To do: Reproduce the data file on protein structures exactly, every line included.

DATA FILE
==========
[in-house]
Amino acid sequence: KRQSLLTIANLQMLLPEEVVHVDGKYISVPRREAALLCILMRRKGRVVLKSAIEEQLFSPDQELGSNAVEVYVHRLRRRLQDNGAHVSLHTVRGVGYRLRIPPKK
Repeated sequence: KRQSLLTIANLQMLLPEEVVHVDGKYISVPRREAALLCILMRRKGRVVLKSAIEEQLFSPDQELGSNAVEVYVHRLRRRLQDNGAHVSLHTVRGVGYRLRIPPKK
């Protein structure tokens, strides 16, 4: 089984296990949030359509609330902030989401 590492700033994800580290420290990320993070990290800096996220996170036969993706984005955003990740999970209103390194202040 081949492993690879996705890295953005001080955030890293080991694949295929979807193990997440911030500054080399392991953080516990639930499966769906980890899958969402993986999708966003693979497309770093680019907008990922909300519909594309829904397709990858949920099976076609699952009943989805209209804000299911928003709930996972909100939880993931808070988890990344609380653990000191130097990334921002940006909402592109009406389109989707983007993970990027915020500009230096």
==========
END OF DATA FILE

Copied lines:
[in-house]
Amino acid sequence: KRQSLLTIANLQMLLPEEVVHVDGKYISVPRREAALLCILMRRKGRVVLKSAIEEQLFSPDQELGSNAVEVYVHRLRRRLQDNGAHVSLHTVRGVGYRLRIPPKK
Repeated sequence: KRQSLLTIANLQMLLPEEVVHVDGKYISVPRREAALLCILMRRKGRVVLKSAIEEQLFSPDQELGSNAVEVYVHRLRRRLQDNGAHVSLHTVRGVGYRLRIPPKK
């Protein structure tokens, strides 16, 4: 089984296990949030359509609330902030989401 590492700033994800580290420290990320993070990290800096996220996170036969993706984005955003990740999970209103390194202040 081949492993690879996705890295953005001080955030890293080991694949295929979807193990997440911030500054080399392991953080516990639930499966769906980890899958969402993986999708966003693979497309770093680019907008990922909300519909594309829904397709990858949920099976076609699952009943989805209209804000299911928003709930996972909100939880993931808070988890990344609380653990000191130097990334921002940006909402592109009406389109989707983007993970990027915020500009230096």